I’ve made it a point not to link to the Hidden Harmonies blog, let alone use it in a post title. As a rule, I refuse to read it to avoid a heightening of blood pressure. But this is one article you all have to see, even if it’s four days old already. (Link via James Fallows, who is as surprised as I am.) It begins,
After living here for more than 9 months, I have come to a most repugnant conclusion. It pains me to even think about it for I am a Chinese person who has often defended the traditions, institutions, values and dignity of the Children of Heaven. But the truth is often painful at first. I realize now that much of the problems in Chinese society, and a plethora of problems there are, are not from the Chinese government (not a surprise to me since I am a long time China watcher suspicious of the anti government rhetoric of the west). What is surprising is that the myriad problems within Chinese society comes from the behavior, values and the beliefs of its people, a people that with all their traditions of wisdom behave in the most atrocious, despicable manner towards each other today. In a sense, I’d always expected this but were perhaps too proud to admit it and needed first hand experience for verification. Now I cannot escape that basic truth.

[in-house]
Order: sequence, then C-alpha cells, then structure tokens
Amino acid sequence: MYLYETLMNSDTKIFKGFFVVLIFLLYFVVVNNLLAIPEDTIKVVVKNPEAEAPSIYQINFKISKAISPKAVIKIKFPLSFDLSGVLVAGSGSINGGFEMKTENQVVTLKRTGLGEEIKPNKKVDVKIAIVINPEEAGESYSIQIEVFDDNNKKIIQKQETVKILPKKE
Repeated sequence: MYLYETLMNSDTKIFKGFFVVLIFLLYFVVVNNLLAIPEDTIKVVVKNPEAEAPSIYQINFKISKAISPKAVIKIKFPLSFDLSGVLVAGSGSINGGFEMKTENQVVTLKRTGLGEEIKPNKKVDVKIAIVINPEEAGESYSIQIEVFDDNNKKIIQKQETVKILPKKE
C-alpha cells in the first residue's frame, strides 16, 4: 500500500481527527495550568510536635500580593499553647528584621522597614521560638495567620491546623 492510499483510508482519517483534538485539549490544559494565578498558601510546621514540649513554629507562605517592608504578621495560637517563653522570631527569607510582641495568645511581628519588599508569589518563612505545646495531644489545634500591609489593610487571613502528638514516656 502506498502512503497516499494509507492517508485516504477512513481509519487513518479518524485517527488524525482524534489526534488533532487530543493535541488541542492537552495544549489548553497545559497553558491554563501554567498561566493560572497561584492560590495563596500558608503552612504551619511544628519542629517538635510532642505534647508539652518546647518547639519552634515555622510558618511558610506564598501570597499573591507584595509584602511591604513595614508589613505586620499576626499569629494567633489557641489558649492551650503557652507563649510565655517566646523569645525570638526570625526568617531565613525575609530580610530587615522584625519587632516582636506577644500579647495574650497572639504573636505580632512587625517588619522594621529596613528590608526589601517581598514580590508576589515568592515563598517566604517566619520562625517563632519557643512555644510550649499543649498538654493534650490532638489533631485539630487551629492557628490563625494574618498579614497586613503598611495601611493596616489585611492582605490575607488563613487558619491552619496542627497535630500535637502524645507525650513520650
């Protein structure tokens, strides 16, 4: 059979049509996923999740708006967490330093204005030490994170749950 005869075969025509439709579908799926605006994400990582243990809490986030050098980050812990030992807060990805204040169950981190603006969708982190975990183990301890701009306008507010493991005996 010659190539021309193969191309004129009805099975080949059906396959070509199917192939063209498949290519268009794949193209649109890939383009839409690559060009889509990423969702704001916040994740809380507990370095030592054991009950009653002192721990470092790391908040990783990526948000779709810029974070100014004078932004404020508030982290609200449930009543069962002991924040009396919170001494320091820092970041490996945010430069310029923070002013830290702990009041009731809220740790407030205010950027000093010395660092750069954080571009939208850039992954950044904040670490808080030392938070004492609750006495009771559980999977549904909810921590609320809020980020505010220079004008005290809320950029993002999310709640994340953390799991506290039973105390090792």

Of course, it lets the government off the hook completely, but it’s still a surprise. The comments are almost as startling as the post, although the thread inevitably breaks down in the second half as a few desperate commenters try to steer the comments toward the “America is worse or at least equal” argument.
The blogger writes, “The Chinese people especially in the north, display selfishness, rudeness, greed, ignorance, and pettiness the likes I have never seen before.” And he gives examples for his claim. Say what you will of the content, but it can’t be denied it is well written and well documented. Having just returned from a long trip to China, I can safely say a lot of it is true even if it is getting better (which it is; I was struck by people waiting in neat lines at Shanghai subway stations, but was still incensed at the rampant line cutting while I was waiting for a taxi at the new Shanghai railroad station). The writer even acknowledges that millions starved to death in China during the Great Leap Forward without blaming it on the West (and yes, that’s what other HH posts have claimed – an embargo from the West is what killed those 30 million farmers).
Read the whole thing and the comments.
Richard Burger is the author of Behind the Red Door: Sex in China, an exploration of China's sexual revolution and its clash with traditional Chinese values.